How it works: DynamoDB Time to Live (TTL) - Amazon DynamoDB
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How it works: DynamoDB Time to Live (TTL)

When enabling TTL on a DynamoDB table, you must identify a specific attribute name that the service will look for when determining if an item is eligible for expiration. After you enable TTL on a table, a per-partition scanner background process automatically and continuously evaluates the expiry status of items in the table.

The scanner background process compares the current time, in Unix epoch time format in seconds, to the value stored in the user-defined attribute of an item. If the attribute is a Number data type, the attribute’s value is a timestamp in Unix epoch time format in seconds, and the timestamp value is older than the current time but not five years older or more (in order to avoid a possible accidental deletion due to a malformed TTL value), then the item is set to expired. For specifics about formatting TTL attributes, see Formatting an item’s TTL attribute. A second background process scans for expired items and deletes them. Both processes take place automatically in the background, do not affect read or write traffic to the table, and do not have a monetary cost.

As items are deleted from the table, two background operations happen simultaneously:

  • Items are removed from any local secondary index and global secondary index in the same way as a DeleteItem operation. This operation comes at no extra cost.

  • A delete operation for each item enters the DynamoDB Stream, but is tagged as a system delete and not a regular delete. For more information about how to use this system delete, see DynamoDB Streams and Time to Live.

  • Depending on the size and activity level of a table, the actual delete operation of an expired item can vary. Because TTL is meant to be a background process, the nature of the capacity used to expire and delete items via TTL is variable (but free of charge). TTL typically deletes expired items within 48 hours of expiration.

  • Items that have expired, but haven’t yet been deleted by TTL, still appear in reads, queries, and scans. If you do not want expired items in the result set, you must filter them out. To do this, use a filter expression that returns only items where the Time to Live expiration value is greater than the current time in epoch format. For more information, see Filter expressions for scan.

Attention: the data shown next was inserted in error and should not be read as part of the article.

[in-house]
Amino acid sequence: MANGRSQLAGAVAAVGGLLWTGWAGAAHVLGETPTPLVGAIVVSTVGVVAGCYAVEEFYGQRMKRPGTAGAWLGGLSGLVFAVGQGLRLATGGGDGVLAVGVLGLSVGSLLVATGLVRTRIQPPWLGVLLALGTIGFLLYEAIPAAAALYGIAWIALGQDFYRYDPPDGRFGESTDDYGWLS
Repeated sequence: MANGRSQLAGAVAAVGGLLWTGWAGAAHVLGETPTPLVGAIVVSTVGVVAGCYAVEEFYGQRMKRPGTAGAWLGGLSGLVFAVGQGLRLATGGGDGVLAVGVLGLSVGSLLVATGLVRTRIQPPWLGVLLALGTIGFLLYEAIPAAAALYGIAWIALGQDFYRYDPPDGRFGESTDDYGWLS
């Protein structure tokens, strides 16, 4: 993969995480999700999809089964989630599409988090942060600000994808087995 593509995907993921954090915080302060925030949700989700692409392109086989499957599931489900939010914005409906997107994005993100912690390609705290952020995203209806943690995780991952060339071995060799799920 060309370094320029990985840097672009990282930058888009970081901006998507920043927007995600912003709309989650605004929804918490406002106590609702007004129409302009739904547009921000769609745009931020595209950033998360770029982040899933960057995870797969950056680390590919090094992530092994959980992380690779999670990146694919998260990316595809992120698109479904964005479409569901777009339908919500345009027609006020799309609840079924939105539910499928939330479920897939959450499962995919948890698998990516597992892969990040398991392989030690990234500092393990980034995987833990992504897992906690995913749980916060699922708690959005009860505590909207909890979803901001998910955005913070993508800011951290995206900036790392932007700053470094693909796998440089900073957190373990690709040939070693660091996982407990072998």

• Items that are past their expiration, but have not yet been deleted can still be updated, and successful updates to change or remove the expiration attribute will be honored.

You can monitor TTL rates on the CloudWatch metrics tab for a table, and see when and the rate at which items are deleted.

            Console screenshot showing TTL and cloudwatch .

Time to Live example

For example, consider a table named SessionData that tracks the session history of users. Each item in SessionData is identified by the partition key (UserName) and the sort key (SessionId). Additional attributes like UserName, SessionId, CreationTime, and ExpirationTime track the session information. The ExpirationTime attribute is set as the TTL attribute on the table (not all of the attributes on each item are shown).

UserName SessionId CreationTime ExpirationTime (TTL) SessionInfo
user1 74686572652773 1571820360 1571827560 {JSON Document} ...
user2 6e6f7468696e67 1571820180 1571827380 {JSON Document} ...
user3 746f2073656520 1571820923 1571828123 {JSON Document} ...
user4 68657265212121 1571820683 1571827883 {JSON Document}
user5 6e6572642e2e2e 1571820743 1571831543 {JSON Document} ...
... ... ... ... ...

In this example, each item has an ExpirationTime attribute value set when it is created. Consider the following table item.

UserName SessionId CreationTime ExpirationTime (TTL) SessionInfo
user1 74686572652773 1571820360 1571827560 {JSON Document} ...

In this example, the item CreationTime is set to Wednesday, October 23 08:46 AM UTC 2019, and the ExpirationTime is set 2 hours later at Wednesday, October 23 10:46 AM UTC 2019. The item expires when the current time, in epoch format, is greater than the time in the ExpirationTime attribute. In this case, the item with the key { Username: user1, SessionId: 74686572652773} expires 10:46 AM (1571827560).